To keep things organized and as clear to you as possible our list is divided into few sections. (Yes, SEO is a complex and long-term process.) We begin with some small and easy-to-implement tweaks that could have a great impact on your website’s SEO. As we go deeper, you will learn more about SEO, how search engines work and how to build a robust SEO strategy.

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“Don’t lose your visitors under the weight of a heavy, confusing website” says Strikingly, a website builder from California. That’s probably why they want you to put all your content on a single-page. If you’d like to create multiple pages, you’ll have to upgrade to a paid plan. To be fair, they have some pretty decent templates to choose from and the website editor is easy to understand, even for beginners. If you ever leave the free plan, you’ll be charged at least $8 per month (domain name included in yearly plans).
WordPress.com is not to be confused with its bigger brother WordPress.org (read our beginners’ guide). The latter is fantastic if you are not scared of diving into technical terrain, but surprisingly, the .com version is not that much easier to use and has a lot of restrictions. Having said that, if all you want is just to create a blog, WordPress.com could be a great solution for you. For a website, though, we find there are better solutions. Paid plans start at $5 per month.
High-quality content means faultless spelling. It’s true that people often misspell words they type into search bars. Some the of not-so-recommended techniques advise to optimize a website also for misspelled keywords so that users who are not good at grammar could easily find it. However, excessive misspellings and poor grammar can only harm your website’s rankings.

QUOTE: “alt attribute should be used to describe the image. So if you have an image of a big blue pineapple chair you should use the alt tag that best describes it, which is alt=”big blue pineapple chair.” title attribute should be used when the image is a hyperlink to a specific page. The title attribute should contain information about what will happen when you click on the image. For example, if the image will get larger, it should read something like, title=”View a larger version of the big blue pineapple chair image.” John Mueller, Google
QUOTE: “So if you have different parts of your website and they’re on different subdomains that’s that’s perfectly fine that’s totally up to you and the way people link across these different subdomains is really up to you I guess one of the tricky aspects there is that we try to figure out what belongs to a website and to treat that more as a single website and sometimes things on separate subdomains are like a single website and sometimes they’re more like separate websites for example on on blogger all of the subdomains are essentially completely separate websites they’re not related to each other on the other hand other websites might have different subdomains and they just use them for different parts of the same thing so maybe for different country versions maybe for different language versions all of that is completely normal.” John Mueller 2017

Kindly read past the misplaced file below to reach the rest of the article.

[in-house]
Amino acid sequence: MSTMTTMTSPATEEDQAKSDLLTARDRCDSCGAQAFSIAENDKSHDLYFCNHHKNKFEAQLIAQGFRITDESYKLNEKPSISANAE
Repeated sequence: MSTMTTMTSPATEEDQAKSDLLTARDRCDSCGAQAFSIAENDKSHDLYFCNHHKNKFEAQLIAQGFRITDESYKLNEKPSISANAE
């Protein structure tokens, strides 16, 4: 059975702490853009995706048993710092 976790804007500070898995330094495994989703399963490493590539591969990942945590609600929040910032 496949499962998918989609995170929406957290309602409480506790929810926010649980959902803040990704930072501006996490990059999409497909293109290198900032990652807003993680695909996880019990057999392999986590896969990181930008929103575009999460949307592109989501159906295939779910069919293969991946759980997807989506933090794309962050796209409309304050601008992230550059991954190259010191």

QUOTE: “So sites that don’t have much content “above-the-fold” can be affected by this change. If you click on a website and the part of the website you see first either doesn’t have a lot of visible content above-the-fold or dedicates a large fraction of the site’s initial screen real estate to ads, that’s not a very good user experience.” Google 2012
The first thing you need to do is choose what website platform to build your website on. There are many different CMS (content management systems) to choose from and choosing the right platform is a top priority. You don’t want to start building your site on a CMS platform to find out that it’s totally wrong for you and your site. There’s a load of free website building platforms that you could use, but these free websites aren’t great for the long term. You’re restricted to using their own hosting and their own sub-domain ( yourwebsite.freewebsitecompany.com ).
Think of templates as ‘clothes’ for your website. If you don’t like one set of clothes, just change to another one to give your website a completely different feel. And again, don’t rush into it. Choose different templates, browse them, see if they fit. The whole point of templates is choice, so dive in and find one that feels right for what you want to achieve.
*Then, you should also be thinking about, "Do I have content that I've contributed across the web over the years, on all sorts of other websites, where if I went and said, 'Hey, I've got a new site. Could you point to that new site, instead of my old one, or to my new site that I've just launched, instead of my old employer who I've left?'" you can do that as well, and it's certainly a good idea.
Michael Muchmore is PC Magazine's lead analyst for software and web applications. A native New Yorker, he has at various times headed up PC Magazine's coverage of Web development, enterprise software, and display technologies. Michael cowrote one of the first overviews of web services for a general audience. Before that he worked on PC Magazine's S... See Full Bio
WordPress.com is not to be confused with its bigger brother WordPress.org (read our beginners’ guide). The latter is fantastic if you are not scared of diving into technical terrain, but surprisingly, the .com version is not that much easier to use and has a lot of restrictions. Having said that, if all you want is just to create a blog, WordPress.com could be a great solution for you. For a website, though, we find there are better solutions. Paid plans start at $5 per month.
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